It's an ASP arms race

Find out what the future holds for the ASP market and the ASP strategies used by several big companies.

The application service provider market is rapidly transforming into an arms race fought by those with the deepest pockets and the longest list of allies.

But if the stakes of entry are high, so are the potential spoils for the winners. At stake is the future of software distribution, not to mention a potentially successful model for selling services to small businesses and a huge opportunity in data mining.

After two years of false starts, the ASP business is becoming real, and those that are not well positioned within the next few months are in danger of falling by the wayside. It is this struggle for survival that has set off a mad dash to cement relationships with the right partners--ISVs, data centers, integrators, resellers, and agents.

As we went to press, Microsoft executives were disclosing an ASP strategy at the company's Fusion conference in Atlanta. Meanwhile Intel Online Services on Monday is expected to announce an exclusive partnership with AppGenesys, an iXL Enterprises spin-off.

The challenge for ASPs is to deliver apps that are tuned for the Internet--rather than merely host legacy apps that weren't designed with the Web in mind.

"We as an industry didn't anticipate the Web taking off the way it has," says Mark Swanson, CEO of AppGenesys, which spun out of iXL Enterprises in March and unveils an exclusive partnership with Intel Online Services on Monday. "In late 1998 all the boards of the Fortune companies ordered an Internet strategy, and we [iXL and other Web integrators] were all flooded with business.

"But putting up applications was like putting out one-off [race cars] that were not tuned properly and had no gauges," he continues. "Then when the oil pressure goes out, the customer calls the race track owner and says the car isn't working. It wasn't that way in 1996, when I built a Web app, put it on a server in the corner, and if the server overheated I bought a fan."

Companies calling themselves ASP aggregators and ASP enablers are now handling customers' mission-critical business and those customers are demanding better service. Swanson says that too many are caught in a finger-pointing exercise as they run between the developers who created their applications and the data centers that host them, wanting to know why their applications get more sluggish the more they are used.

Already, casualties of this battle are emerging. An unconfirmed report last week had Global Crossing trying to sell its data center business to competitor Exodus Communications. A source at Exodus confirms that the company is mulling several data center acquisitions. Global Crossing declined to comment.

As Exodus expands its own floor space, potential rivals are pushing upstream. Feisal Mosleh, VP of the ASP aggregator Agiliti, says there is 1 million square feet of data center space sitting empty. "It's become a commodity, like sugar. Imagine the price drop," he says. "Unlike other aggregators we do have our own data center, but we sell high-end managed services."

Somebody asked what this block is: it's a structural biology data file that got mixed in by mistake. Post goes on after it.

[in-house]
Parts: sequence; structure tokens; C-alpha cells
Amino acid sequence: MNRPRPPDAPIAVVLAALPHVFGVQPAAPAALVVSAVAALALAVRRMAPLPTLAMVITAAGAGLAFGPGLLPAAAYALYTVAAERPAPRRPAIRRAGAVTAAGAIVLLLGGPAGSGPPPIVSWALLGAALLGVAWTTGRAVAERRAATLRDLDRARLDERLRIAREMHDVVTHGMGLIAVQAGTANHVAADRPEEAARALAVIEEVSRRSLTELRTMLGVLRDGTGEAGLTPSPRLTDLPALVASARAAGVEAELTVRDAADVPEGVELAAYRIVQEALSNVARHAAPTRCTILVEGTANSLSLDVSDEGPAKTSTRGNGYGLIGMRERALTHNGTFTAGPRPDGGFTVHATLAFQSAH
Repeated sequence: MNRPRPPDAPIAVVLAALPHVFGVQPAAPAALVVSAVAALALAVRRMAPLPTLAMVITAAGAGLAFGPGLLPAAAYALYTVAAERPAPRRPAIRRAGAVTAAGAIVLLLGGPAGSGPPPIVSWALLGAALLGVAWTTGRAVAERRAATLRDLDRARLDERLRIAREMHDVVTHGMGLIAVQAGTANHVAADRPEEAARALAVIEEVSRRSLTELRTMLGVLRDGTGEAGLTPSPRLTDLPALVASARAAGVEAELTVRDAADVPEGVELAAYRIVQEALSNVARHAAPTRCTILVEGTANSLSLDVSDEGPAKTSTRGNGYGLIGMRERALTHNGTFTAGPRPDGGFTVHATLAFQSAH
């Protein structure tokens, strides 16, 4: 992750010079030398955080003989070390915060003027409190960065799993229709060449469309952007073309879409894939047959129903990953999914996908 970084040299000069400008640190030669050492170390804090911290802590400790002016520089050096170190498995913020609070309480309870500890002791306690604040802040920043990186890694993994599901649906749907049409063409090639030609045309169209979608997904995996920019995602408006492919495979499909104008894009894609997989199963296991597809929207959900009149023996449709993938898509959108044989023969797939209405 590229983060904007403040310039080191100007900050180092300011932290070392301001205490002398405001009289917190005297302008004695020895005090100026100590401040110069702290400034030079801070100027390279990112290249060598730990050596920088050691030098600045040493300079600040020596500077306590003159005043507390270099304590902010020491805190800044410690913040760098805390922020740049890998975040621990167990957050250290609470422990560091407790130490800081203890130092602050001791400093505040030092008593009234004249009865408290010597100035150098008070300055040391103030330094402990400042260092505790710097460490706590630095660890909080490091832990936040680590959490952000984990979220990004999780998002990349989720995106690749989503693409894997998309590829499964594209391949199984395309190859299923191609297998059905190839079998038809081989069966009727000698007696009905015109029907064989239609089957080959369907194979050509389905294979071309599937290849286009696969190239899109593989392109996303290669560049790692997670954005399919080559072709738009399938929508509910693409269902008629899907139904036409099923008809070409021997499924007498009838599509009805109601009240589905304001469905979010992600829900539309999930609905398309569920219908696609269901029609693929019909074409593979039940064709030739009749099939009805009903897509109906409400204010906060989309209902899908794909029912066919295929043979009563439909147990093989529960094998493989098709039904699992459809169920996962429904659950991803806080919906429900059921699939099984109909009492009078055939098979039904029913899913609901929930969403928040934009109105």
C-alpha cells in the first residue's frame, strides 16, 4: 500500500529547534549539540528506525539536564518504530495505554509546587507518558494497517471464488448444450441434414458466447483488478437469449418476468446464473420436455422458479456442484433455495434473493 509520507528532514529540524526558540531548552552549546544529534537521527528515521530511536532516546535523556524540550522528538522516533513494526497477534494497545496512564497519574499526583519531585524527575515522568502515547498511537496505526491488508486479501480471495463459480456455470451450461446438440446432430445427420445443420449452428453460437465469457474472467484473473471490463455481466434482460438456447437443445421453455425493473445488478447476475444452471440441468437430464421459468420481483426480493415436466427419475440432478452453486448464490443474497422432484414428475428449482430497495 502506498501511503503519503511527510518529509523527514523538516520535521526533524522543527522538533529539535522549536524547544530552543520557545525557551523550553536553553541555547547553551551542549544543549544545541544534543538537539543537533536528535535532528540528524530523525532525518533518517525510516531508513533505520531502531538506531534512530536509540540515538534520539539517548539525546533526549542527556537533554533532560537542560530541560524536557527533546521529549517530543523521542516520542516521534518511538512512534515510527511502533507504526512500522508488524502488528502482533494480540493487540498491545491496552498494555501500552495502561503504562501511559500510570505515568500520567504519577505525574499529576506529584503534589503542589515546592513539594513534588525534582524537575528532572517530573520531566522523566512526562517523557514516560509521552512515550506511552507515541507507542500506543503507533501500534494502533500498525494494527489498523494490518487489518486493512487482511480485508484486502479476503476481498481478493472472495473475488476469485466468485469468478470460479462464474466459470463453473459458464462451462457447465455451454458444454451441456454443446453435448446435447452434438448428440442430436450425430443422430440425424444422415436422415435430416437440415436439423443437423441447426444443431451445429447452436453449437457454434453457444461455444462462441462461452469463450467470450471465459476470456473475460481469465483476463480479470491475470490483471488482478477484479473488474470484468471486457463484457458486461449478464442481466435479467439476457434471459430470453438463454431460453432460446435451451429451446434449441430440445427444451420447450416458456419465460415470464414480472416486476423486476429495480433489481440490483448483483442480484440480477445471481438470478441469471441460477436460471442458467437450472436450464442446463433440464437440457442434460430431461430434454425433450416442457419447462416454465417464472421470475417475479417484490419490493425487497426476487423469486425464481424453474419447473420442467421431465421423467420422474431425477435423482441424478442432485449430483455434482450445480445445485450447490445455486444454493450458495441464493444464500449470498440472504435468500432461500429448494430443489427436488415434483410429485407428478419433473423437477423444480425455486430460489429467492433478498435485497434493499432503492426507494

Mosleh left Jamcracker, an ASP aggregator founded in 1999 where he served as VP of marketing, and joined Agiliti a few weeks ago. Agiliti's business model is more advanced, allowing him to focus solely on marketing. Mosleh is providing air cover for Agiliti's partners, which are reselling and implementing Agiliti's ASP services across the country as Agiliti continues to open new offices. ERP and hosted exchange services are doing especially well.

Mosleh says Agiliti and Jamcracker won't compete for at least a year because they offer different services and the market is large. In addition, while Jamcracker tends to focus on technology, Agiliti offers both established client/server applications like those from Great Plains and new Web applications like those from BizTone. "We look at what's selling well already and approach the market from that perspective," he says.

Jamcracker, meanwhile, is not standing still. Business development director Feyzi Fatehi says that some of Jamcracker's young founders had to learn to take their eyes off direct sales and focus on partnering to grow business. Jamcracker on Monday is set to announce its first partner program.

Jamcracker has technology that "glues" ASP services together. It boasts more than 50 partnerships with ASPs, ISVs like BEA Systems, business enablers like Support.com, and strategic partners like Solect, which has an IP billing engine. But it has not emphasized go-to-market partners until now. A new Channel Advisory Council will help Jamcracker develop that side of its business. The council includes a CLEC, two systems integrators, a Web integrator, and a technical VAR in addition to Sam Jadallah, who headed Microsoft's channels before he joined the Internet Capital Group and agreed to fund Jamcracker.

"We're working on vertical markets but it's too early for that," says channel director Robin Singh. "But we're very selective and we don't penalize our direct sales force for working with our channel." Adds Fatehi, "In a land grab that does not make sense."

AppGenesys, meanwhile, is the first reseller of Intel Online Services and will help Intel figure out what applications it should focus on. The companies are pooling their skills and have developed a multi-stage "landing process" that allows stress-tested, exact copies of applications to be deployed in any of Intel's data centers with the push of a button.